“If at first you don’t succeed, Dust yourself off and try again.” These lyrics from the late, great singer Aaliyah could serve as an anthem of sorts for a US transparency law that has traveled a long, dusty road to achieve its aim of helping end extreme poverty.
Well at long last, there’s great news. That law, Section 1504 of the Dodd-Frank Wall Street Reform and Consumer Protection Act, is finally set to go into effect. Last week it finished the last leg of its journey when the Securities & Exchange Commission (SEC) issued a final rule that will implement the law.
The law requires publicly listed oil, gas and mining companies in the US to publicly disclose the payments they make to governments around the world for the extraction of natural resources. That increased transparency will provide critical information to citizens in some of the world’s poorest countries, enabling them to hold their governments accountable for spending that money on things that will improve their lives, like schools and hospitals.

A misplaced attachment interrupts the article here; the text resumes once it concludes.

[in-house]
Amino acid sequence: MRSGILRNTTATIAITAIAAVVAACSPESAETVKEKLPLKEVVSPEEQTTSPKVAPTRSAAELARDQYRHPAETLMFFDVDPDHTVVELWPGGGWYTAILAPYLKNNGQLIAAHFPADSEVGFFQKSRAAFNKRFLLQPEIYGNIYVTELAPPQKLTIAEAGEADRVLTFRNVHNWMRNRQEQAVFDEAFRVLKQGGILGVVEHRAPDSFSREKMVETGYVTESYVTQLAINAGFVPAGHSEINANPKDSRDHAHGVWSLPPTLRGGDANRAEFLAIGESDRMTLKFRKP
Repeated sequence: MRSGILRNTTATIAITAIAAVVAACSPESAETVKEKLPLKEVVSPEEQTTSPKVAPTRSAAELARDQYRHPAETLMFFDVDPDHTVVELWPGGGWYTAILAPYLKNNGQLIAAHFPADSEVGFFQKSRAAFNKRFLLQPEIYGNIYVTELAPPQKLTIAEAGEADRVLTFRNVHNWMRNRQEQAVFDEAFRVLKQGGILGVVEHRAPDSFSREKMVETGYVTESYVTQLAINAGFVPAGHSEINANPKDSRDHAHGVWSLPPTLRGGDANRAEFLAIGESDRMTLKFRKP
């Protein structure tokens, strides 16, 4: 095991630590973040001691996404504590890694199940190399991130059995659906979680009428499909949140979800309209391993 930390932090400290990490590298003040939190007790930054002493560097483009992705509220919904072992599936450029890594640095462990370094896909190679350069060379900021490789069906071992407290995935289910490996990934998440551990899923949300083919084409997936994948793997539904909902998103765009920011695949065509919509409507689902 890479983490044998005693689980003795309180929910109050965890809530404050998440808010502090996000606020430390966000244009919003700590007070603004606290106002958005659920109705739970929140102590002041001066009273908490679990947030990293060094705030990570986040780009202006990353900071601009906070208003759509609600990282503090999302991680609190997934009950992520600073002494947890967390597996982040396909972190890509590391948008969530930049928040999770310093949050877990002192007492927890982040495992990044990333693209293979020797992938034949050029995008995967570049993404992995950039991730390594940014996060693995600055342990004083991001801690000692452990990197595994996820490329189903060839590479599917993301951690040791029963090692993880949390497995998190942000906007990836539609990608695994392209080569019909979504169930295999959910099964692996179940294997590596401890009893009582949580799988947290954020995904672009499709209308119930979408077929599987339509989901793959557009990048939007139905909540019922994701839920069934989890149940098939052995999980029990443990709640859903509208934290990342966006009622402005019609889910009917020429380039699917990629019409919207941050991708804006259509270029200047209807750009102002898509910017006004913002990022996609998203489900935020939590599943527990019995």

Why has it taken six long years for the law, which was passed way back in July 2010, to go into effect? Some oil companies did their best to hinder and weaken the law’s implementation and preserve the status quo of secrecy.
But thanks in part to the raised voices of ONE members, the SEC didn’t give in to the efforts of those oil companies. The SEC received two petitions from ONE members with a combined 260,000 signatures, as well as hundreds of individual letters, urging it to release a strong rule to implement the transparency law.
It worked. The law is finally set to go into effect and begin helping the world’s poor ensure that their governments spend much-needed revenues from oil, gas and minerals on such things as life-saving medicines, education, clean water and other critical programs that will help end extreme poverty.
It’s been a long fight to achieve this victory—thank you for joining us in this struggle.